OHSU Provides Unique Treatment for Professional Vocalists
04/06/01 Portland, Ore.
Opera singer says there are big benefits to biofeedback
Susan Hinshaw began her career as a professional opera singer about 30 years ago, performing weekly in Europe with premier artists and conductors. Looking back, she is amazed she had such a successful career with so little knowledge about the physiology of the voice. She credits Oregon Health Sciences University's Professional Voice Program for much of her vocal wisdom.
"A professional vocalist has to understand how her voice works. Hard work will only get you so far, then you need more," said Hinshaw. She was referred to OHSU by her primary care physician after the discovery of a vocal cyst that threatened her singing career. She claims OHSU offered more than she expected.
The Professional Voice Program at the OHSU NW Clinic for Voice and Swallowing has a unique multidisciplinary approach that provides otolaryngologists and highly specialized voice pathologists who work together to offer diagnosis, feedback and treatment for the professional voice user. The clinic's medical team consults with specialists in gastroenterology, internal medicine, neurology, psychiatry, pulmonary medicine, allergy and other medical disciplines because a voice disorder may involve other medical problems, and it is important the patient receive timely access to necessary medical professionals. Additionally, the clinic offers laryngeal videostroboscopy to provide immediate biofeedback for singing voice and vocal performance evaluation.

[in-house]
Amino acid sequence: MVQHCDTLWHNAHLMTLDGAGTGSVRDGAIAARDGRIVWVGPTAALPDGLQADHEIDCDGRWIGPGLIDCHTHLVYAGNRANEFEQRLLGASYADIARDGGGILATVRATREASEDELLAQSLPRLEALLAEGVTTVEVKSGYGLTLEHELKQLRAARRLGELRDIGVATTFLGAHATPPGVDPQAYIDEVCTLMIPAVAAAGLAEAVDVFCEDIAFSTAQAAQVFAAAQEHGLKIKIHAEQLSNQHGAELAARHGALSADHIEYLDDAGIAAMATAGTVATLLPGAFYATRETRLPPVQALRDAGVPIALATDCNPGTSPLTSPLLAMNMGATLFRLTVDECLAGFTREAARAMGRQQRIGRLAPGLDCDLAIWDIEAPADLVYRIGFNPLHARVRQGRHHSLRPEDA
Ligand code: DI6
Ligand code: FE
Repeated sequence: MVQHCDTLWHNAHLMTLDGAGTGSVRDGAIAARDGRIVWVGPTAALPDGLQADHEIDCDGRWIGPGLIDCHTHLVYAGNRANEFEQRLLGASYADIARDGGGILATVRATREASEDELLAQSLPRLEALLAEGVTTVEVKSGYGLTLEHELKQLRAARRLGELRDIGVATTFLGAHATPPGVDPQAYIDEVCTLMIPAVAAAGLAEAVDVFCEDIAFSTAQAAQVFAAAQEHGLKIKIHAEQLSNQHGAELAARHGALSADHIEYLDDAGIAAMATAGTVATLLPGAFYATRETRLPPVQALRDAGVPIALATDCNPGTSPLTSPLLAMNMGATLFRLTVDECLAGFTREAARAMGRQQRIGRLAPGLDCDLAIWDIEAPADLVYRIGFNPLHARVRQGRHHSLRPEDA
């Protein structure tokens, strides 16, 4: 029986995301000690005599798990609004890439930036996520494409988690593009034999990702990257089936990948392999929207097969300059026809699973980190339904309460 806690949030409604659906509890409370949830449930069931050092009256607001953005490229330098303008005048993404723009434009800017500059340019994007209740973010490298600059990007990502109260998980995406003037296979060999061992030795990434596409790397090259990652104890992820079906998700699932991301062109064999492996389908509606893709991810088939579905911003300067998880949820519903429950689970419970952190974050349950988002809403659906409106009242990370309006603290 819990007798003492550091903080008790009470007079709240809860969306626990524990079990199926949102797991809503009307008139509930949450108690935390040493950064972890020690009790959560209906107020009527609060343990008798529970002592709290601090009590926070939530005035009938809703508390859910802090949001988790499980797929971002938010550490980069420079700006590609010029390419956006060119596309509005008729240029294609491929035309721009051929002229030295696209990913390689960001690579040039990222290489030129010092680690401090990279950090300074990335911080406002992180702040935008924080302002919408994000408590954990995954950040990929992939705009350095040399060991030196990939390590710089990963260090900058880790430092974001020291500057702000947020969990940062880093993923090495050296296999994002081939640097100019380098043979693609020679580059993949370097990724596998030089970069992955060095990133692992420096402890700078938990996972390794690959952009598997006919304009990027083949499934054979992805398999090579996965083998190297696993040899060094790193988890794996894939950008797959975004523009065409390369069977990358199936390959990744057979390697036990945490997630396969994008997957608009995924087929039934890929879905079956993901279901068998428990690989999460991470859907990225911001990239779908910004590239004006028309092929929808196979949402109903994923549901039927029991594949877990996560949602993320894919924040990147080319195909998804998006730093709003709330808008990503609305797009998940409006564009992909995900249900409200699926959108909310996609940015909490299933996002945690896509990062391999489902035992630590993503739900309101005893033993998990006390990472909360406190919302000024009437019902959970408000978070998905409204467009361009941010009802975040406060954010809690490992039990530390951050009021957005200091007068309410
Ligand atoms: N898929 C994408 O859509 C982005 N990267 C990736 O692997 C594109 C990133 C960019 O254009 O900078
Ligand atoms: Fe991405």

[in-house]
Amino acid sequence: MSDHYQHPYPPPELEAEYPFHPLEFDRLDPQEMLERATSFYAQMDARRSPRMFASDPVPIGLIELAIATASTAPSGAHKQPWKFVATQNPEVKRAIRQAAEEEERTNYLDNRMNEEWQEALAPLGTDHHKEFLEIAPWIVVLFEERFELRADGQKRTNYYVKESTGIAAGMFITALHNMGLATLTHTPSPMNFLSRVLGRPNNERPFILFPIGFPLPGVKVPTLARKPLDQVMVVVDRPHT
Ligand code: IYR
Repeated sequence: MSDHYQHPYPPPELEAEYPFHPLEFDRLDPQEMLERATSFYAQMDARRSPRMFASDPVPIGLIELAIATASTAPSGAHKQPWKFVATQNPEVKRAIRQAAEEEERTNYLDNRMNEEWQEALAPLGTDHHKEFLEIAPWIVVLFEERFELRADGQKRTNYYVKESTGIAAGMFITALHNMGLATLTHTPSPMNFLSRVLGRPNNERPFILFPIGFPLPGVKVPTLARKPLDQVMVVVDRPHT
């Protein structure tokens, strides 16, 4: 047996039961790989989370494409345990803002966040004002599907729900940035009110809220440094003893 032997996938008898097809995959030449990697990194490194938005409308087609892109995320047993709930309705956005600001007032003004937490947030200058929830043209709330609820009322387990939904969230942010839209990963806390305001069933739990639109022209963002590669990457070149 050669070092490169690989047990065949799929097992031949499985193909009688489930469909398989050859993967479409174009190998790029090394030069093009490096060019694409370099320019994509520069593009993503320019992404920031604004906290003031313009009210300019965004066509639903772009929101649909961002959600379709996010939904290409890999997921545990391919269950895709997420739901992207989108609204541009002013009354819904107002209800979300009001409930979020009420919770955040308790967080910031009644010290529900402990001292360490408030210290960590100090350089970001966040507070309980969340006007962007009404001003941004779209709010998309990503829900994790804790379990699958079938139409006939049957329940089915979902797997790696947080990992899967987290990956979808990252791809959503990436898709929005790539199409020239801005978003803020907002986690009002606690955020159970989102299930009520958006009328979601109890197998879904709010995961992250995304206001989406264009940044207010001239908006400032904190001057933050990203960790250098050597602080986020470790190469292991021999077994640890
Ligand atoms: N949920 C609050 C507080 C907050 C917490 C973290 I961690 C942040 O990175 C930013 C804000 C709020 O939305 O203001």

Videostroboscopy uses a laryngoscope specially designed to give detailed information regarding vocal fold anatomy and function. The long, skinny scope is placed in a patient's nose or throat and an image of the vocal tract is displayed on a television screen. As the vocalist makes sound, the screen shows how different vocal positions affect the voice. "Our primary goal is to rehabilitate a vocal injury and to address stubborn technique problems, which can lead to future injury. The laryngoscope helps us do this," said Karen Murray, M.A., instructor in otolaryngology, head and neck surgery, OHSU School of Medicine.
"It helps immensely to see videotapes and understand how your voice functions. You see what is going on and then learn how to manipulate your voice, make changes and perform helpful exercises," said Hinshaw. The clinic helped Hinshaw gain top vocal quality, including expanded vocal flexibility, projection and endurance.
A diverse group of people benefit from this program. "This program is not just for singers but for any professional who has experienced a voice problem and wants to use their voice optimally," said Murray. "We see doctors, teachers, lawyers and even clergy members."
Hinshaw is now a voice instructor at Lower Columbia Community College and also teaches 25 students privately. It has been years since she performed in Carnegie Hall, but she feels she is more in tune with important vocal mechanics thanks to OHSU. "Not many places have a voice lab as incredible as this," said Hinshaw. "I keep coming back to learn more and to ensure that no problems reoccur."
For more information about the Professional Voice Program or to schedule an appointment, call the OHSU NW Clinic for Voice and Swallowing, 503 494-5947.